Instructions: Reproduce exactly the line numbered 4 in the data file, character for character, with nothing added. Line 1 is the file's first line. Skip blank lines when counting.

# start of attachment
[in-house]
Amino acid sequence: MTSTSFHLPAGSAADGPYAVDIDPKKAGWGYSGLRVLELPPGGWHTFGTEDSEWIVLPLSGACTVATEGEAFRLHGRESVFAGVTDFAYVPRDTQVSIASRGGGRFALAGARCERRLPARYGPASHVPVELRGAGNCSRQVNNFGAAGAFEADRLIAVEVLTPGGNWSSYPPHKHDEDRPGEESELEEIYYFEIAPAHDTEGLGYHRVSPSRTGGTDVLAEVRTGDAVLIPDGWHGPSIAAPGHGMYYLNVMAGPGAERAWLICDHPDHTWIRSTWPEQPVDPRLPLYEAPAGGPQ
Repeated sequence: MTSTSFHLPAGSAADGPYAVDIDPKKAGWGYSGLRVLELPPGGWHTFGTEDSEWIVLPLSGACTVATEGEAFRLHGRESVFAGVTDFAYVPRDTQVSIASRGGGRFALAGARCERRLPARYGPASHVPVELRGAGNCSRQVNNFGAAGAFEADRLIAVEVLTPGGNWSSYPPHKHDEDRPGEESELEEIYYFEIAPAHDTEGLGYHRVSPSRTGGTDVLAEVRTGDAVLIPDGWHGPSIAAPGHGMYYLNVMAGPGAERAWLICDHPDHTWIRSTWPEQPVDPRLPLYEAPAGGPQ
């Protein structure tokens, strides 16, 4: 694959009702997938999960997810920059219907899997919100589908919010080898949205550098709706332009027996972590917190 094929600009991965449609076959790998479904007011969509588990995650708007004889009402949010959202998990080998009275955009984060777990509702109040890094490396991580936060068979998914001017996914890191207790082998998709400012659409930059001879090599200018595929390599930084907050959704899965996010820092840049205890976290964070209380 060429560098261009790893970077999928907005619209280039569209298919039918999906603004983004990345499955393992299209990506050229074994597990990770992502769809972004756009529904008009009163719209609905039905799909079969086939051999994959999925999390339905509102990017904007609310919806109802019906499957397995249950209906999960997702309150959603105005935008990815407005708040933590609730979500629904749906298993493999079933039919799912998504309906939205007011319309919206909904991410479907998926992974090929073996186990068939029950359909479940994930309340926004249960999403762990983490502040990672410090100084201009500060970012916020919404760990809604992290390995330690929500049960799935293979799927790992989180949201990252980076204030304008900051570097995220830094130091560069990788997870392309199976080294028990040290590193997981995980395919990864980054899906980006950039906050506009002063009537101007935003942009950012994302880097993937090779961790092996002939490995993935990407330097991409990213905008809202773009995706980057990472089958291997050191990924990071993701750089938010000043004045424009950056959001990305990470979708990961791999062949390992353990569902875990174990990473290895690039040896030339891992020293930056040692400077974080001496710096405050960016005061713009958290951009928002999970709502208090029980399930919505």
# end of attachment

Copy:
């Protein structure tokens, strides 16, 4: 694959009702997938999960997810920059219907899997919100589908919010080898949205550098709706332009027996972590917190 094929600009991965449609076959790998479904007011969509588990995650708007004889009402949010959202998990080998009275955009984060777990509702109040890094490396991580936060068979998914001017996914890191207790082998998709400012659409930059001879090599200018595929390599930084907050959704899965996010820092840049205890976290964070209380 060429560098261009790893970077999928907005619209280039569209298919039918999906603004983004990345499955393992299209990506050229074994597990990770992502769809972004756009529904008009009163719209609905039905799909079969086939051999994959999925999390339905509102990017904007609310919806109802019906499957397995249950209906999960997702309150959603105005935008990815407005708040933590609730979500629904749906298993493999079933039919799912998504309906939205007011319309919206909904991410479907998926992974090929073996186990068939029950359909479940994930309340926004249960999403762990983490502040990672410090100084201009500060970012916020919404760990809604992290390995330690929500049960799935293979799927790992989180949201990252980076204030304008900051570097995220830094130091560069990788997870392309199976080294028990040290590193997981995980395919990864980054899906980006950039906050506009002063009537101007935003942009950012994302880097993937090779961790092996002939490995993935990407330097991409990213905008809202773009995706980057990472089958291997050191990924990071993701750089938010000043004045424009950056959001990305990470979708990961791999062949390992353990569902875990174990990473290895690039040896030339891992020293930056040692400077974080001496710096405050960016005061713009958290951009928002999970709502208090029980399930919505």